Penguin Adaptation

Teacher Background

Penguins are designed for life in the sea. Some species spend as much as 75% of their lives in the water, though they lay their eggs and raise their chicks on land. A streamlined body, paddle-like feet, insulating blubber, and feathers for waterproofing all add to their efficiency and comfort underwater. Heavy, solid bones act like a diver's weight belt, allowing them to stay submerged. Their wings, shaped like flippers, help them "fly" underwater at speeds of up to 15 mph. They also have a remarkable deep-diving ability. In addition to blubber for insulation, penguins have stiff, tightly packed feathers (up to 70 per sq. in.) which overlap to provide waterproofing, coated with oil from a gland near the tail to increase impermeability. Their distinctive black and white shading makes them nearly invisible to predators from above and below. Like most birds, penguins have little or no sense of smell (a boon for those in a crowded penguin rookery!) Like other birds, their sense of taste is also limited. Scientists suspect they may be nearsighted on land. Their vision appears to be better when they're underwater.

Penguins are considered to be the most social of birds. Rookeries may contain thousands of individuals. (As many as 24 million penguins visit the Antarctic continent!) Even at sea, they tend to swim and feed in groups. Most species of penguins build nests, but the nests may consist only of a pile of rocks or scrapings or hollows in the dirt. Emperor penguins build no nests; they hold the egg on top of their feet under a loose fold of skin called the brood patch.


Students will investigate animal adaptations to a cold environment and incorporate key findings by designing an organism well-adapted to this environment.

Students will demonstrate the ability to predict animal behavior patterns by simulating penguin foraging activity.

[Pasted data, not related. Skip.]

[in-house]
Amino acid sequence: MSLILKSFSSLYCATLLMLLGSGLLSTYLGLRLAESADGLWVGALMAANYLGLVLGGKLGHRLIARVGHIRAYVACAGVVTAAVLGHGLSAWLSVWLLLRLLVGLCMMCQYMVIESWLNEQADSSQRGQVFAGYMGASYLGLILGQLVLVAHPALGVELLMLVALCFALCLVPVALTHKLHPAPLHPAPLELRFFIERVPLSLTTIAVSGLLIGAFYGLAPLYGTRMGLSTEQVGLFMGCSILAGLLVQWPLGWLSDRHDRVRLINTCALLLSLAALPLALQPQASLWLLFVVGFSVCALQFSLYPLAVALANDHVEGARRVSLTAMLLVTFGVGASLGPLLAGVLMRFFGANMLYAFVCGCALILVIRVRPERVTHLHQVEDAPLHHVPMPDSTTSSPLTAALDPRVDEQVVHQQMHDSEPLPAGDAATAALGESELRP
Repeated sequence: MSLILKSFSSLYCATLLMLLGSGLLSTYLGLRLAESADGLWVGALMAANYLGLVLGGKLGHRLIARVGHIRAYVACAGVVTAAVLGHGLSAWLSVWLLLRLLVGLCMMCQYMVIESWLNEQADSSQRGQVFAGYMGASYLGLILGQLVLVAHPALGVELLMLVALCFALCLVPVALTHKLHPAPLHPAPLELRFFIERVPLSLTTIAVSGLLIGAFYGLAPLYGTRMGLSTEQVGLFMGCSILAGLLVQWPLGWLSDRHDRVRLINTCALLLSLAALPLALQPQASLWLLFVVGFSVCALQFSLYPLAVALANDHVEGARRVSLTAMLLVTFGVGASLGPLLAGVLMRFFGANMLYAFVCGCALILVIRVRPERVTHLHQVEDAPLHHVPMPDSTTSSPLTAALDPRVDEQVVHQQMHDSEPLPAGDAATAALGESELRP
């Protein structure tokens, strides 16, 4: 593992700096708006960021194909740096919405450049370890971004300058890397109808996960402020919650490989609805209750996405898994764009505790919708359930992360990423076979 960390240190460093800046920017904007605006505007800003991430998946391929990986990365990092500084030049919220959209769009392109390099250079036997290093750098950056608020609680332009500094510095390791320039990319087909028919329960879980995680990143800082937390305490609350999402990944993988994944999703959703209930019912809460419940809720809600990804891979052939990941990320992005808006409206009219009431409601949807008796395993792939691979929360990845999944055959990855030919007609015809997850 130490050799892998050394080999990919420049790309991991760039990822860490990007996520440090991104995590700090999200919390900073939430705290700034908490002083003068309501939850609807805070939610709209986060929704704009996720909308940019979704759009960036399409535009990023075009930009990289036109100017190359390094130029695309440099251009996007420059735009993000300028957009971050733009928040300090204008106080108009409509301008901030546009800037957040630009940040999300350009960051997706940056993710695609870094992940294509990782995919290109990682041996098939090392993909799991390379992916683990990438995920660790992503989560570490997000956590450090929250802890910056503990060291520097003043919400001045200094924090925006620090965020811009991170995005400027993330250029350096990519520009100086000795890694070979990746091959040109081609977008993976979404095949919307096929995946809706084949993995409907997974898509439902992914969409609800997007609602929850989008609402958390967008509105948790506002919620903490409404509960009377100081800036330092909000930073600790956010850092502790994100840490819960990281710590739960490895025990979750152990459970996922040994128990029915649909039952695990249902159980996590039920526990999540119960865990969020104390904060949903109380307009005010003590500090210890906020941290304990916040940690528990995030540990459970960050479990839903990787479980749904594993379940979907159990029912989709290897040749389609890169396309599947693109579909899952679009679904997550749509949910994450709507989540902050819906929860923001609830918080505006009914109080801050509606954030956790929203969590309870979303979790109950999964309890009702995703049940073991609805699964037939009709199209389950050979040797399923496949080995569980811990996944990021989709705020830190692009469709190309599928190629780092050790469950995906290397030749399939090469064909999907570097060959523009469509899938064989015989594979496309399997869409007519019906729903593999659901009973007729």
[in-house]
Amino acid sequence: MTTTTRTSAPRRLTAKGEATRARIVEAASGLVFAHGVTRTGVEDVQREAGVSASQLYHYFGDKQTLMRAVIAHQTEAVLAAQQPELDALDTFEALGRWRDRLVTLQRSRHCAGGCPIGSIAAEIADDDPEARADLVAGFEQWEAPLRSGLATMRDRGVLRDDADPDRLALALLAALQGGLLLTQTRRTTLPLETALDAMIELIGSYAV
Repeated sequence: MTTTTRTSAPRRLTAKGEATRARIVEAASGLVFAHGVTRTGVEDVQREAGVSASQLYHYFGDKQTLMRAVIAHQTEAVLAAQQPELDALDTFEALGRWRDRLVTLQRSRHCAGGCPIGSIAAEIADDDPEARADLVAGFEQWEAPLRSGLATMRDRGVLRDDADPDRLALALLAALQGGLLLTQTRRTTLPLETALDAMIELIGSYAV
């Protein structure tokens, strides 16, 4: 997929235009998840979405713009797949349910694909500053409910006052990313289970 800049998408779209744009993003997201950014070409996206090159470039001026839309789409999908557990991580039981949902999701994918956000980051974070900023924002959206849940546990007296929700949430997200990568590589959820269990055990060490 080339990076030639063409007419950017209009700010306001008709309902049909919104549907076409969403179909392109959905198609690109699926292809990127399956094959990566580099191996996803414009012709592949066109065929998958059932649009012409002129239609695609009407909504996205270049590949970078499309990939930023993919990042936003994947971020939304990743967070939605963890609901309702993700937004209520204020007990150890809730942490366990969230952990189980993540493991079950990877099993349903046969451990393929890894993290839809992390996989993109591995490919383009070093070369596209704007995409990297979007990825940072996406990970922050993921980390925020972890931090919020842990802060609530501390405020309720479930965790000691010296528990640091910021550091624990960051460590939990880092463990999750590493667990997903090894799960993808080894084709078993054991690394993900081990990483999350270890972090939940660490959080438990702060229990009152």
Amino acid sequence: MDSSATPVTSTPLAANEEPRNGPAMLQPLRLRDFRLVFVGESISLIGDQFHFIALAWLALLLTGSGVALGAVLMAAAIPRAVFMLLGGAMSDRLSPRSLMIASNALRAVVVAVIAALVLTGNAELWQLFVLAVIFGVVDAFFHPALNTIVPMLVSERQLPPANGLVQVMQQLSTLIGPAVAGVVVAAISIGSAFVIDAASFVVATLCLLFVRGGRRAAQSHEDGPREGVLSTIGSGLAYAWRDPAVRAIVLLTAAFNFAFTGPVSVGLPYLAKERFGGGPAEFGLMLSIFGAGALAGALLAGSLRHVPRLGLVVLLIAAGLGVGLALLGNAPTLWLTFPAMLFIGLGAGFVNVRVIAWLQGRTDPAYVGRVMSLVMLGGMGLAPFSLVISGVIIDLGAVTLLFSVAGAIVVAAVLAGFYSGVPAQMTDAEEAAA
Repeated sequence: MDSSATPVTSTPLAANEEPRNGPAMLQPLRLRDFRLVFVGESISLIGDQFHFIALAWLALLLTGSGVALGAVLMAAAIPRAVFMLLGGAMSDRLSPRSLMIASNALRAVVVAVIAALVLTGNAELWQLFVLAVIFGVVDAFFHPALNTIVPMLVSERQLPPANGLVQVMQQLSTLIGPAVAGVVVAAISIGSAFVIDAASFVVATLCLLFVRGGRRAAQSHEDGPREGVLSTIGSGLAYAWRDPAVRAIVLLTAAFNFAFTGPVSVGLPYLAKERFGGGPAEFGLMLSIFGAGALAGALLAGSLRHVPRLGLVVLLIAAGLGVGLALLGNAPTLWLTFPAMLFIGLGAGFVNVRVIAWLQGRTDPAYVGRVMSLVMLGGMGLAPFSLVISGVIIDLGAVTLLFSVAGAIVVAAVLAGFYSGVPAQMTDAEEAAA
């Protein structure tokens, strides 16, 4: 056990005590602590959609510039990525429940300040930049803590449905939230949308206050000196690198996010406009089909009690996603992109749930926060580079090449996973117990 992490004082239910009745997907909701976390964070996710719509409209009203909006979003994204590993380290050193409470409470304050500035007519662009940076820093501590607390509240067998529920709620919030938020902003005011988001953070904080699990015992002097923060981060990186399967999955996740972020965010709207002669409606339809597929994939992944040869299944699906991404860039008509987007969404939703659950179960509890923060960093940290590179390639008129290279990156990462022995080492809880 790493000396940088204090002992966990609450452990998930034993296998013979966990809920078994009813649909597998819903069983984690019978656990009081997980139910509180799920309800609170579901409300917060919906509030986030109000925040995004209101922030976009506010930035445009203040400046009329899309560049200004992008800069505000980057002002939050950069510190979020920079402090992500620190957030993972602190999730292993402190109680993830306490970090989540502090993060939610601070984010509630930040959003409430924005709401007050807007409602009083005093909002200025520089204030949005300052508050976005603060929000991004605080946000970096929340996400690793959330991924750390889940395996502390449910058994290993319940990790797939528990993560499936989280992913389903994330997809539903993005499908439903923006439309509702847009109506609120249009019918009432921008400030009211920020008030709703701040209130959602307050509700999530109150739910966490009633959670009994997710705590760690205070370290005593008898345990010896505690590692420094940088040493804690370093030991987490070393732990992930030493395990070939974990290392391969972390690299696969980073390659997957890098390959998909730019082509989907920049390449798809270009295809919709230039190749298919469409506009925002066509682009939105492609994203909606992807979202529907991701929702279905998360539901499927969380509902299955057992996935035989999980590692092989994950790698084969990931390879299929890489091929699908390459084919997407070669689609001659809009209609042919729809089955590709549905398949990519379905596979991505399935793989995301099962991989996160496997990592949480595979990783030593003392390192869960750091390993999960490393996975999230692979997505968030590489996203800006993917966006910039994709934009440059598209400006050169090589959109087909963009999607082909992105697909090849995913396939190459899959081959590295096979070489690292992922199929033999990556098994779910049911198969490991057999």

Brainstorm ways in which penguins are well-adapted to cold water and icy environments. Then complete the following demonstrations:

  1. Flying birds need large wingspans to hold themselves up in the air, but small wings work best for birds swimming through water. Demonstrate this with two pieces of flexible card. Try to push one, flat, through a pan of water. It's hard. Fold another piece five or six times and try pushing that through the water. The smaller, stiffer card, like a penguin's wing, works better.
  2. Most birds have hollow bones to make their bodies light enough to become air-borne. But the penguins' heavy, solid bones help them float lower in the water. With the help of two student volunteers, demonstrate the difference between hollow bones and solid bones using two toilet paper rolls, one empty the other stuffed with tissue paper.
  3. Float an empty can in a bucket of water open end up. It floats high in the water like flying aquatic birds (ducks, for example). Add sand to another can until it sinks slightly. Now push down on both cans. The sand-filled container is easier to push down into the water. In this way, it's easier for penguins to dive into water.


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